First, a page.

rice cake confessional

adventures in eating

having phở in hanoi

with 2 comments

hanoipho

Do you like how I whipped out the diacriticals and everything for the title? I like how the word looks with the fancy stuff on top of the ‘o’. It actually reminds me of steam coming off a piping hot bowl of phở. That makes me sound kinda crazy, doesn’t it?

I was in Hanoi this weekend to attend a wedding (Congrats Linh and Bryan!) and had a great time taking in some sights and eating plenty of good food. After taking care of some biznaz, Charif, Duong, and I were ready for lunch. After roaming around Hoàn Kiếm Lake for a bit we ended up at a phở place that Charif had tried the evening before.

hanoipho5

There are a jillion (trust me, I counted) of these street side eateries in Hanoi. Little alcoves and corners of food presided over by trusted aunties and uncles serving the masses.

hanoipho2

Next to the glass display case that served as the cash register was a giant, bubbling pot of beef broth. Yums.

hanoipho4

If you aren’t familiar with phở, let me break it down for you. A bowl of rice noodles with sometimes rare, thinly sliced beef (sometimes chicken) on top. A fragrant, clear beef broth spiked with spices (generally anise, Vietnamese cinnamon, cloves, etc) is poured on top. Add to that, a generous amount of green onion, white onion, and cilantro.

hanoipho3

We also shared an order of dry noodles. This time the same beef that’s in the soup is fried up and served over noodles and bean sprouts. Think of it as fried phở, kinda. The noodles were just ok for me – slightly sticky like regular rice noodles but with an off flavor that I couldn’t quite place. The beef was delicious though and the veggies are always a nice touch.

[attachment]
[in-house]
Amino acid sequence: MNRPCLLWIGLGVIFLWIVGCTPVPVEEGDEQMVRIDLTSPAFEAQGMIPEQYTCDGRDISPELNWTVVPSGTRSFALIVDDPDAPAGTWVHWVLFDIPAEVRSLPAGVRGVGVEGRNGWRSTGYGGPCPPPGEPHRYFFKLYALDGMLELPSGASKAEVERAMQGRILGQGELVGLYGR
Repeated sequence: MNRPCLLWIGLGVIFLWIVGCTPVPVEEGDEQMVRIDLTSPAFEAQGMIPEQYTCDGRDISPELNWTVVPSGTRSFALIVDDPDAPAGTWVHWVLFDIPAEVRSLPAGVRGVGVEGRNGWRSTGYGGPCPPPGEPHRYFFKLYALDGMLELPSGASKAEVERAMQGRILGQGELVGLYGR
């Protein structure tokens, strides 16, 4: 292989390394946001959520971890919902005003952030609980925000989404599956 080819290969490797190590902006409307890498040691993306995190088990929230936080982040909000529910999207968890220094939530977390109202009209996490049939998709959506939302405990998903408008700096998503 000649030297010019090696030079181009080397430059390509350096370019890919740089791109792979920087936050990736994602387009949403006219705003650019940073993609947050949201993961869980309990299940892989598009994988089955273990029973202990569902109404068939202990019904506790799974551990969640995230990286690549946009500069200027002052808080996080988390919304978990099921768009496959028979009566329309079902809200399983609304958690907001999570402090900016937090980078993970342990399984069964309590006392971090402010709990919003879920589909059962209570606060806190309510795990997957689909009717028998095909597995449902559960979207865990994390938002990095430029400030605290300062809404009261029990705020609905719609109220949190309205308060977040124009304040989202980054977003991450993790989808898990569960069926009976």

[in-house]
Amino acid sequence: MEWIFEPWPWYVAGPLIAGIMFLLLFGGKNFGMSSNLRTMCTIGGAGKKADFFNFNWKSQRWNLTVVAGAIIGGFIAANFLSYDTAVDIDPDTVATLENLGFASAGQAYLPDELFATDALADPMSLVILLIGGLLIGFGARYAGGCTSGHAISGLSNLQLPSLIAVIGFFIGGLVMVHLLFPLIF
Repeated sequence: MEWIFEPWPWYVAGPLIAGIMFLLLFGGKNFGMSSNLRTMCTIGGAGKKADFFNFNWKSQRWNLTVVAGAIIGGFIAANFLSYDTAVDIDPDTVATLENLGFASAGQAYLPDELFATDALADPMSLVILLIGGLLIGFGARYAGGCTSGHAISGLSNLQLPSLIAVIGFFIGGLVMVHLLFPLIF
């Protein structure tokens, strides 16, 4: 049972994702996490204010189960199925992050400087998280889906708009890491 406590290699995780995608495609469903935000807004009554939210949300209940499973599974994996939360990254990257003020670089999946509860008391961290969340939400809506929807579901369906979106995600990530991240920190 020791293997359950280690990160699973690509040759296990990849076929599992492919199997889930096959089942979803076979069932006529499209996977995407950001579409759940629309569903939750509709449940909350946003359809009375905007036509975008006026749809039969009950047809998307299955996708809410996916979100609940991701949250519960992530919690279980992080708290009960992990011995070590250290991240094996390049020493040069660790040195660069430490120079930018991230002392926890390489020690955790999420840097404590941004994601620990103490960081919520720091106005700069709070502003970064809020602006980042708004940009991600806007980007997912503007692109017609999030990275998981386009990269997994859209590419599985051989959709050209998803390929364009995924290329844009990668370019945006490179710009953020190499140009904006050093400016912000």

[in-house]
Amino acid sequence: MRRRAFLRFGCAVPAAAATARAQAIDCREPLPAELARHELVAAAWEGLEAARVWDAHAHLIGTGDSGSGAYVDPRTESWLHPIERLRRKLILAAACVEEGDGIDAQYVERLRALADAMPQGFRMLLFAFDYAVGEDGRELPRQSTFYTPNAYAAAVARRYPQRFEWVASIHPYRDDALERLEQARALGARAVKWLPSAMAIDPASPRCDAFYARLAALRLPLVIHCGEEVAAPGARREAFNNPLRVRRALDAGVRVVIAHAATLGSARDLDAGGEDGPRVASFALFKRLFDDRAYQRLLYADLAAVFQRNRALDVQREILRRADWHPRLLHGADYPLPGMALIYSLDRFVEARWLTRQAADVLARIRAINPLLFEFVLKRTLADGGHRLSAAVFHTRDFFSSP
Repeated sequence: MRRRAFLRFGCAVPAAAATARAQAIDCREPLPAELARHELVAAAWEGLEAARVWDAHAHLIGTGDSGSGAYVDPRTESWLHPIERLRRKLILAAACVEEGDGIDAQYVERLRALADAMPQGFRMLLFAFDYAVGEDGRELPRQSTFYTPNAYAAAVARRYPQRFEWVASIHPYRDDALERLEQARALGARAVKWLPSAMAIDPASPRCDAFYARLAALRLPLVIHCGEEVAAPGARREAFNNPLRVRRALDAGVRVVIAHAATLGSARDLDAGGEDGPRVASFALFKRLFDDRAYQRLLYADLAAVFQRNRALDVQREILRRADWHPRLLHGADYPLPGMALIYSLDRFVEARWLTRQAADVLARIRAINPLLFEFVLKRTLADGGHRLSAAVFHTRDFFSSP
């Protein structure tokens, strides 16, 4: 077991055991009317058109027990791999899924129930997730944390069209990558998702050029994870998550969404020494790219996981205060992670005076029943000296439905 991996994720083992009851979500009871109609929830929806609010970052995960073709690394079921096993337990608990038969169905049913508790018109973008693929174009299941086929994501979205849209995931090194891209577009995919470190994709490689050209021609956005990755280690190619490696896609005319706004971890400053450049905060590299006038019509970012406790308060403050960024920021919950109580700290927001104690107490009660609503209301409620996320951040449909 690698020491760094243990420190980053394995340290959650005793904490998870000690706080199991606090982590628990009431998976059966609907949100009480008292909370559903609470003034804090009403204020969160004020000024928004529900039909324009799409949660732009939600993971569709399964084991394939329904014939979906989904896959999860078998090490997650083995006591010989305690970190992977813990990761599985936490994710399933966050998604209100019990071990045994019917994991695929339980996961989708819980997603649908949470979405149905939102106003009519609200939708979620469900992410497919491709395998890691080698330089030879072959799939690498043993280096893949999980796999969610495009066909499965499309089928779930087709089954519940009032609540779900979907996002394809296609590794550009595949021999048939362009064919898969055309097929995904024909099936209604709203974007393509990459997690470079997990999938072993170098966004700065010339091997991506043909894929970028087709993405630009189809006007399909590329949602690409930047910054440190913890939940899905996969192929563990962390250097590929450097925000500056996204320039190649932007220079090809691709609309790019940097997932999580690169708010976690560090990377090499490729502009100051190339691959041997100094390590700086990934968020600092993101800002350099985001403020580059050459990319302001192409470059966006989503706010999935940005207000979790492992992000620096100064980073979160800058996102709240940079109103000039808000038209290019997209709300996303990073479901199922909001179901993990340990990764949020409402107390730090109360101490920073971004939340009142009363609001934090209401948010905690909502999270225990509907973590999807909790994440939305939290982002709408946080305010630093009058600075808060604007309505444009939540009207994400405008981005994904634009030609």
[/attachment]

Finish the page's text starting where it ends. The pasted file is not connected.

This phở was good but not the *best* bowl I’ve ever had (that award goes to the phở place on El Camino that looks like a minature Pea Soup Anderson’s). To me (and I’m not Vietnamese but I’m an eater so that’s gotta count for something) a good bowl is served SUPER hot, has a broth that is very clear, not too oily, and very fragrant, the cilantro should be bright green and plentiful, the noodles shouldn’t be too soft or too gummy, and the beef should be pink and very thinly sliced. The broth should be hot enough to cook the meat and there should be ample limes, bean sprouts, and jalapeno slices to throw in.

Anywho what made this meal memorable was the setting. How often do you eat freakin’ phở in freakin’ Vietnam! How cool is that? Mind you I was in work clothes perched precariously on an itty bitty stool that’s about a foot off the ground. Add to that the cute brown chihuahua puppy that was roaming the tables and the motorcycles whizzing by and you have an oft had lunch in a not-so-oft had setting.

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Written by joann

November 9, 2008 at 9:40 pm

Posted in travels, vietnamese

Tagged with ,

2 Responses

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  1. Damn! Wish I could have gone too!

    nags

    November 9, 2008 at 9:44 pm

  2. you should come next time! oh yes, there will be a next time…

    no worries for you either bc there is plenty of chicken pho to be had as well!

    joann

    November 9, 2008 at 10:02 pm


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